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Doing the math: Does Ontario’s elementary mathematics approach add up?

University of Ontario Institute of Technology drives new research on how to better-prepare future math teachers

Common tools used in mathematics

“I can’t do math.”

“Math isn’t my subject.”

“I’m not good at math.”

Do these phrases sound familiar?

Chances are you have heard at least one anti-math refrain recently. If the source wasn’t a friend, maybe it was the news, TV or a movie (if you have any doubts about pop culture’s current take on math, check Editor Dan Meyer’s montage of television and movie clips in Hollywood Hates Math).

While it’s apparently socially acceptable to hate mathematics, the workplaces of today and of the future require young people to embrace math competency as an expectation. It’s not a choice.

Math is at the root of all the critical STEM (science, technology, engineering and mathematics) disciplines. An August 2018 Globe and Mail report Fuzzy numbers: How math instruction varies widely for teachers to be across Canada offered a critical examination of how post-secondary faculties of education prepare tomorrow’s math teachers. So, what’s happening math-wise in the Faculty of Education at the University of Ontario Institute of Technology?

Various faculty members share perspective on how the university’s Bachelor of Education program prepares teachers:

“Our Faculty of Education has a long-standing commitment to robust and cutting-edge math courses and teacher professional development,” says Dr. Diana Petrarca, Bachelor of Education Program Director.

Every teacher candidate develops their math teaching proficiency in three areas: content, teaching methods and technology.

“Everyone completes a 36-hour Mathematics Thinking and Doing course,” explains Dr. Ann LeSage. “This complements our 36-hour math pedagogy (teaching methods) courses and leads into the mandatory Coding and Communication course that introduces a new context for developing and applying math content. This three-pronged approach really sets our university’s teacher candidates up for future classroom success.”

“The requirement that all of our teacher candidates take a course in math ‘thinking and doing’ and one in computer coding is unique across faculties of education in the province,” says Dr. Ami Mamolo. “Being part of a STEM-focused university, we know how essential the procedures, content, and logical thinking of math are for science, technology and engineering; not to mention other areas, like interpreting medical results, making healthy life choices, and understanding environmental change or social trends.”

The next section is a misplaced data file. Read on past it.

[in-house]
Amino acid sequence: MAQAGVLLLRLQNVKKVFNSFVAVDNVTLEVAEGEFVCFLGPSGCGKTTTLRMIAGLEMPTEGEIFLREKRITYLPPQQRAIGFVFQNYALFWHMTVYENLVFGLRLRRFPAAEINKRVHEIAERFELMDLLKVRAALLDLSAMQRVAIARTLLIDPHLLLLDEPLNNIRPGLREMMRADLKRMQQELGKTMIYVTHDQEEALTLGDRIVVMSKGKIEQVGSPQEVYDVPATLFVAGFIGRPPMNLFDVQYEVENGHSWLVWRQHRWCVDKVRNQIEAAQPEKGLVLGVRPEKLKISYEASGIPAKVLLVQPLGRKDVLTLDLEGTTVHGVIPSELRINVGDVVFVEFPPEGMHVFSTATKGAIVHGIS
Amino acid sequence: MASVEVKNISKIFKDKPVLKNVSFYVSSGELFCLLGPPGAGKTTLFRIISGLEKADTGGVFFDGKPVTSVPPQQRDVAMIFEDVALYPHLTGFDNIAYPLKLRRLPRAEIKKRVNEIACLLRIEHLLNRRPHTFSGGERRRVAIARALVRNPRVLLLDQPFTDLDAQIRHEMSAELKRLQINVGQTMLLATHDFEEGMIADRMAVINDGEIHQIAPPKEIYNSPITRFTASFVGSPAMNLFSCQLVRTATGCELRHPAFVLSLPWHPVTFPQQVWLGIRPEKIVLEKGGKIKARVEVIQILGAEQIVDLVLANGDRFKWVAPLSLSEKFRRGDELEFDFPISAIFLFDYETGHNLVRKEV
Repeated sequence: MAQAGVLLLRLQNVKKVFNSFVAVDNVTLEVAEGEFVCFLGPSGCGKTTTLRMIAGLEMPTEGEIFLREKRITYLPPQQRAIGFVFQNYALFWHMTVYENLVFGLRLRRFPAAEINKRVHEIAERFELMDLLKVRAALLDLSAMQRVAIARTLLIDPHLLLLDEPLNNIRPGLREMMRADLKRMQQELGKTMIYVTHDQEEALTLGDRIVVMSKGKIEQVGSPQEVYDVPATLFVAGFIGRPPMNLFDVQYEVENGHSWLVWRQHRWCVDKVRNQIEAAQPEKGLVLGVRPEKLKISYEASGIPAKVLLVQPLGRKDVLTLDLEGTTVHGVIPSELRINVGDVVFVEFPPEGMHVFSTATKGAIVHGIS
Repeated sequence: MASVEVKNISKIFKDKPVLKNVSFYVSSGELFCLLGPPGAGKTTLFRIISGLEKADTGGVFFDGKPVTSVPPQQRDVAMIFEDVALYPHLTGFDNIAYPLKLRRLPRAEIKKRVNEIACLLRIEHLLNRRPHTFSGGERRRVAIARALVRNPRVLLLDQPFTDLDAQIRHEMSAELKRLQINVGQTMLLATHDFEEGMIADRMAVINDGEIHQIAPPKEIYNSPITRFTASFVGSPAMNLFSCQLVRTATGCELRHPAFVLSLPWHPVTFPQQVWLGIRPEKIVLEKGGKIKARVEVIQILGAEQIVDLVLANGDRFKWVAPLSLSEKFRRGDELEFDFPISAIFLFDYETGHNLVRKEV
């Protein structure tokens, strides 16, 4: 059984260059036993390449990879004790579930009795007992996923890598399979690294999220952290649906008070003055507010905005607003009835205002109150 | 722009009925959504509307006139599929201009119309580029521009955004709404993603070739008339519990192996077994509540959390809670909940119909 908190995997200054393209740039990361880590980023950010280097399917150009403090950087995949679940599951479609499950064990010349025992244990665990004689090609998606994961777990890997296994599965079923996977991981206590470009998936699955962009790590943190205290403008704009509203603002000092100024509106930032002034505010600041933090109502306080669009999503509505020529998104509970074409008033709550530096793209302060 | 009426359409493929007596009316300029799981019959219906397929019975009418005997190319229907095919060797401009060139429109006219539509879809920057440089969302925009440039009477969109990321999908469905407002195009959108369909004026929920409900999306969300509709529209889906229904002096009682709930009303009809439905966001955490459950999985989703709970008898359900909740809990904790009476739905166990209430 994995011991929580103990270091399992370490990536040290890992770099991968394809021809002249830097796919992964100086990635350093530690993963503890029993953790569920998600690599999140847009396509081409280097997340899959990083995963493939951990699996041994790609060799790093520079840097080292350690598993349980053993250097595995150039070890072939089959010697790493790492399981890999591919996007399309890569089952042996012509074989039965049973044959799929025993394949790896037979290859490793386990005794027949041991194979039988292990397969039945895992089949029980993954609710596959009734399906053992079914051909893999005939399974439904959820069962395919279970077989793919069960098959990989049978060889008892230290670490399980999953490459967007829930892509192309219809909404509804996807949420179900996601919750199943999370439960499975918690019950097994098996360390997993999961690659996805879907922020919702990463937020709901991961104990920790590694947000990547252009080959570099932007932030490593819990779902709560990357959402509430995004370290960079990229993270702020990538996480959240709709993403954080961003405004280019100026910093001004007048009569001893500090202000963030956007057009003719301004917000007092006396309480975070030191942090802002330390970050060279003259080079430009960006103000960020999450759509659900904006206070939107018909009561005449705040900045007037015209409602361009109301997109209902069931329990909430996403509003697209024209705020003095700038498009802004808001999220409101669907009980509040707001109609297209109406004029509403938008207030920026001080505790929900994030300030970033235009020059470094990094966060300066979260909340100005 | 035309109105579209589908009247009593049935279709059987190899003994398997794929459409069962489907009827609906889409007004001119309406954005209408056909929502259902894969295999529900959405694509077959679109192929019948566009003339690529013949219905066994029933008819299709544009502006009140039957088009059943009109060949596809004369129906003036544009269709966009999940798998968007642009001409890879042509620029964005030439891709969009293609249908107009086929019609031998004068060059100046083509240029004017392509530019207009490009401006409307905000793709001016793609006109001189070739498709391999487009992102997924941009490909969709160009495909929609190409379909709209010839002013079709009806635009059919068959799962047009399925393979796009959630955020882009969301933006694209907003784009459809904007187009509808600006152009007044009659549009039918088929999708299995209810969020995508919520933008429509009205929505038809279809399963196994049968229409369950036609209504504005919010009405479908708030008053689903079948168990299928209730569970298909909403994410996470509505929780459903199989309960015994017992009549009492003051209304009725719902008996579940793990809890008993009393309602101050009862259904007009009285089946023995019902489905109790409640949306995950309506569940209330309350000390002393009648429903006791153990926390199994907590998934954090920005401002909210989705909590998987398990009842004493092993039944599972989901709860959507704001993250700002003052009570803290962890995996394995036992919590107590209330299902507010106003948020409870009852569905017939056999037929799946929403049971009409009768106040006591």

“Math education for teacher development is crucial, and also really complex,” says Dr. LeSage. “Some teacher candidates are really fearful of math, they’ve even come to hate it. Part of becoming a successful teacher who can help students achieve their own success in math, is overcoming the negativity that surrounds math. This takes time, experience and a variety of learning approaches.”

Drs. Diane Tepylo and Robyn Ruttenberg-Rozen say innovative curriculum efforts at the university are making a difference.

“We live in a technological age: mathematics is at the root of all that technology and it is part of the language of the future,” says Dr. Ruttenberg-Rozen. “We do have to look to the education of the past to learn from it. We do need that fluency that ‘back to the basics’ is supposed to develop. We need that fluency of skills to support creativity, innovation and critical thinking with mathematics.”

“It’s natural to look for ways to improve education, and we do this all the time, says,” Dr. Tepylo. “We talk with teachers, parents, students, administrators, researchers and teacher candidates themselves to inform how and what we do in our program. Concerns around teachers’ mathematical knowledge are not new. However, the argument by some that a ‘back to the basics’ focus will automatically improve scores and knowledge doesn’t hold true. Sense-making is imperative to support math fluency.” 

In today’s ever-changing technological world, it’s becoming increasingly clear that “the basics” aren’t what they used to be, and students and their teachers need to be prepared for that. Over the years, the University of Ontario Institute of Technology’s Faculty of Education has consistently offered initiatives that have enriched the knowledge of both teachers and students, and we will continue to do so―looking forward, and reflecting back.

Media contact
Bryan Oliver
Communications and Marketing
Ontario Tech University
905.721.8668 ext. 6709